The holidays are upon us, but that doesn't mean that New Year's debt should follow. Here are five ways to make sure that the season is jolly and bright without breaking the bank.
5. Give Homemade Gifts Instead
Why buy gifts at all this year? Many consumers can put their talents to use by baking goodies that are vastly superior to those available at a bakery. Others can make their own holiday cards, paint exquisite artwork or handcraft beautiful jewelry. The options are nearly endless for consumers who are willing to take the time to make something from scratch. With the abundant amount of instructional videos and blog posts online, it's easier than ever to come up with great gift ideas!
Homemade gifts are also cheaper and carry more meaning than those that can be purchased at retail. Just don't knit too many sweaters -- many are given but few are worn past the holidays.
4. Shop Smarter
While it might be tempting to make every gift imaginable, the reality is that not all gifts can be crafted in-house. Some of them (such as toys and electronics) can only be purchased.
But instead of buying them every cool gadget released this fall, be a smart (if not selective) gift giver. Make a chart of recipients and list the various items he or she may want to receive. Narrow those items by deciding how much should be spent on each individual.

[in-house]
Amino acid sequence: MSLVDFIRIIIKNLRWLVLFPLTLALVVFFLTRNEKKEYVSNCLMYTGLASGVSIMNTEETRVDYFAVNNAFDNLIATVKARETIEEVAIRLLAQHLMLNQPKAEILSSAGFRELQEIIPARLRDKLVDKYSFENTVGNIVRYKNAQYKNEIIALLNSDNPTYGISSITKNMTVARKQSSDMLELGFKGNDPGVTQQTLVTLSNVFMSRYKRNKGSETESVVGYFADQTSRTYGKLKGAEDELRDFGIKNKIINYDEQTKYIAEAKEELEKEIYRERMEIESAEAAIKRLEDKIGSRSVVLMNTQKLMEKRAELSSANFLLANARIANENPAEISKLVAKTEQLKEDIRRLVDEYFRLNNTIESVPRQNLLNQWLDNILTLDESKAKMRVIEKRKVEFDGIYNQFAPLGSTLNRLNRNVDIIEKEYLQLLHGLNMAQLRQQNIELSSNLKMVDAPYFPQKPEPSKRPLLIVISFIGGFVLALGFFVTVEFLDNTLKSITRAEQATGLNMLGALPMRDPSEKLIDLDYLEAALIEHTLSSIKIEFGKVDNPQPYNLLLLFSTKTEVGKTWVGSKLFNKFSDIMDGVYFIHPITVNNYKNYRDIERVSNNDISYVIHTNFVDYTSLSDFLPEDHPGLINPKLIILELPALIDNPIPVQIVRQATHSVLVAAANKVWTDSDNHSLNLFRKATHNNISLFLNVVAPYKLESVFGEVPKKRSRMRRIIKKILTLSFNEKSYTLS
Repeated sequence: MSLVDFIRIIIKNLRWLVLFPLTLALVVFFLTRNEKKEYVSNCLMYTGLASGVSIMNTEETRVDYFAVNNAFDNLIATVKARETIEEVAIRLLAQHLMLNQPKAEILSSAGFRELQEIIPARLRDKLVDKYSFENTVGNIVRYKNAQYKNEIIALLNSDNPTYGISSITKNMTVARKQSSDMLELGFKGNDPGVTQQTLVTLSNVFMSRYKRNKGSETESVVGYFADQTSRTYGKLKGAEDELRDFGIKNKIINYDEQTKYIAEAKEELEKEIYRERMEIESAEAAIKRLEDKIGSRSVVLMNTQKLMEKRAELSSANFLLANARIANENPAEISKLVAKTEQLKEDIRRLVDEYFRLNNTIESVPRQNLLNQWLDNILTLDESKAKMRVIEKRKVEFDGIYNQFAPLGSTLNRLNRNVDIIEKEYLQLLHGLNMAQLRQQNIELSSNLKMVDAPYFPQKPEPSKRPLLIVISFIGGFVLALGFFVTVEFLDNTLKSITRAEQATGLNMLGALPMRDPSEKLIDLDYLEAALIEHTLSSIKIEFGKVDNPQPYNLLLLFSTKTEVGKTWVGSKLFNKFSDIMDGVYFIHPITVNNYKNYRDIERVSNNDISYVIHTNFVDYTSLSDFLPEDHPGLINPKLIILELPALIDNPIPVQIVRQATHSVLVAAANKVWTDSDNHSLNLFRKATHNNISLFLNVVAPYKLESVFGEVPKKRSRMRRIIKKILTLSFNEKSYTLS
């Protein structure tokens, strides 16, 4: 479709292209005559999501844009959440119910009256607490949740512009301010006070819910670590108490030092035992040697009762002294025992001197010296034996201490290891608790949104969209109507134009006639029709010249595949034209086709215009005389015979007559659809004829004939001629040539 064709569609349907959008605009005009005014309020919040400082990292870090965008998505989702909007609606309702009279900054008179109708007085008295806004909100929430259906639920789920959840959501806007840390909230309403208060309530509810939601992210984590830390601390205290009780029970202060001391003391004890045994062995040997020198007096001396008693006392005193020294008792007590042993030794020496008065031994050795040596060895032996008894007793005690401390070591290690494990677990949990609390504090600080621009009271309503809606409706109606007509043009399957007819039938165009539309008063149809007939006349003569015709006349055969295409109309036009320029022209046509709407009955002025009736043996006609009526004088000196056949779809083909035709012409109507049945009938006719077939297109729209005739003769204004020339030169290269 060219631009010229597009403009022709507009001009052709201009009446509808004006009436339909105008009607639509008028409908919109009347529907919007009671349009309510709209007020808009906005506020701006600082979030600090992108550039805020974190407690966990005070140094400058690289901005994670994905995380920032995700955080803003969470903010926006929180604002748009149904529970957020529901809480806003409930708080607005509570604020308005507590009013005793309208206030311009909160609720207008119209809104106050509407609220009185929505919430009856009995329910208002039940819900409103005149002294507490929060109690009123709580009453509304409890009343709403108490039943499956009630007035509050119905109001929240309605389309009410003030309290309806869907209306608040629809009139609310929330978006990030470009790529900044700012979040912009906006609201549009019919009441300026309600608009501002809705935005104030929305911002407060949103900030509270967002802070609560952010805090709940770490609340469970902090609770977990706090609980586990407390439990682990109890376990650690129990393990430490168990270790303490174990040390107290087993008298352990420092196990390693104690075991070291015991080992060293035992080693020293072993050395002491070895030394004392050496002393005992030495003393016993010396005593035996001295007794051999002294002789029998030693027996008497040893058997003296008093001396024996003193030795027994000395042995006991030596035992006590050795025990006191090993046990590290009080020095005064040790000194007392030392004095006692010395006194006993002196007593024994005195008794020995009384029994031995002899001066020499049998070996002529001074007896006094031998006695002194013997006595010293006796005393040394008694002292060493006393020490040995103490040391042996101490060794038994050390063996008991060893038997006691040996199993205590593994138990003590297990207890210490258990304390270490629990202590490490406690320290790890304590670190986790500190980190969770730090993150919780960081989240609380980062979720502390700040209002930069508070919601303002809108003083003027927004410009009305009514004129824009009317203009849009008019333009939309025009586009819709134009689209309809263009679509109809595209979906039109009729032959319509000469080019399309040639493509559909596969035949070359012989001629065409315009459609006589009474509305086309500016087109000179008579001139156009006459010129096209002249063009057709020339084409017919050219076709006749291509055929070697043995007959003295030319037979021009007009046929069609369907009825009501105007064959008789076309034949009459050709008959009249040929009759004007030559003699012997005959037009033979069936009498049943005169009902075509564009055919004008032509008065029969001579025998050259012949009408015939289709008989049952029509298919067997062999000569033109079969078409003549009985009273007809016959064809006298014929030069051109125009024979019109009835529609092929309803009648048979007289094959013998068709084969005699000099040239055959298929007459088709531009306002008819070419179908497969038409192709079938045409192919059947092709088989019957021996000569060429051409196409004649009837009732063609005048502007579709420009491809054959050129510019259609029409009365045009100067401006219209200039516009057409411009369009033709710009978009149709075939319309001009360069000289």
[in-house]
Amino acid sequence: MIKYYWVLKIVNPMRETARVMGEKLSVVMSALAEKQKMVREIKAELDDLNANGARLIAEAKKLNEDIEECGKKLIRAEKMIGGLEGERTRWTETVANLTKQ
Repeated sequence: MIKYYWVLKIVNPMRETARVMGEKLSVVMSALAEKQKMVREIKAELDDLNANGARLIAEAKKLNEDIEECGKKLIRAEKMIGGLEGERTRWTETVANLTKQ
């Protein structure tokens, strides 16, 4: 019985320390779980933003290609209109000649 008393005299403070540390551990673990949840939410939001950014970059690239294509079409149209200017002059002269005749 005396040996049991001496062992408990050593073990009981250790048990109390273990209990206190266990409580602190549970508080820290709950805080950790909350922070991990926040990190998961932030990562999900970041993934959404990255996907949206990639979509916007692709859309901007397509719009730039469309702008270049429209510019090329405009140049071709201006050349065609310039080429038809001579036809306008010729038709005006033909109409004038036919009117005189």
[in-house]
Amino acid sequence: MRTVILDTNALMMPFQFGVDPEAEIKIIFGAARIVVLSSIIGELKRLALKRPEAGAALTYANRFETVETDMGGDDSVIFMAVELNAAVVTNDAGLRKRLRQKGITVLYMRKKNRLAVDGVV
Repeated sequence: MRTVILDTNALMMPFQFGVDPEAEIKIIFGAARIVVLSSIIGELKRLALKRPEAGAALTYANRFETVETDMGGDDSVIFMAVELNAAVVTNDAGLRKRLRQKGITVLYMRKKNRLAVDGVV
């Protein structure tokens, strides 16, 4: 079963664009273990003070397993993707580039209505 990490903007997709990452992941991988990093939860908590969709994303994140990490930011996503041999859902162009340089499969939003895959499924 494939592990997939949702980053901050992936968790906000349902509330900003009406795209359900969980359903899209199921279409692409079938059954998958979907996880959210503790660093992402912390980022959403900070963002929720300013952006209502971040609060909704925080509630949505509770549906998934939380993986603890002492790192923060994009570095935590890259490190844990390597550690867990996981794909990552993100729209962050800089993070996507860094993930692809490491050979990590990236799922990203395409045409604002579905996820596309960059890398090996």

When it comes time to actually shop, it will be much easier to pick up the necessary gifts without going over budget.
3. Don't Be Tempted By Every Credit Card Offer
It's okay to have some store credit cards, but that doesn't mean consumers should sign up for every card they see. The holidays make it tempting to acquire as many as possible, especially when bonus discounts are offered to those who sign up at the register.
2. Share The Burden
Many families take turns hosting Thanksgiving and Christmas dinners -- others stick to one house (usually grandma's) and bring an appetizer or dessert.
This strategy works for some, but if money is tight, switch to a potluck-style gathering where everyone brings an equal number of desserts or entrees, regardless of the host. In doing so, the cost of food will be spread evenly across each participant, providing more money for bills -- and gifts.
1. Forgo Gifts Entirely
This is something that no Santa-at-heart wants to consider: a Christmas without gifts! But if money is tight, that might be the best option.
Consumers should start by evaluating their budget. If there is room for gifts, parents should shop for their kids first. Adult family members will understand if the budget does not extend to them.
Before making any drastic decisions, however, consumers should explain the situation with their family and friends. They will understand if money is an issue and appreciate that they were told in advance.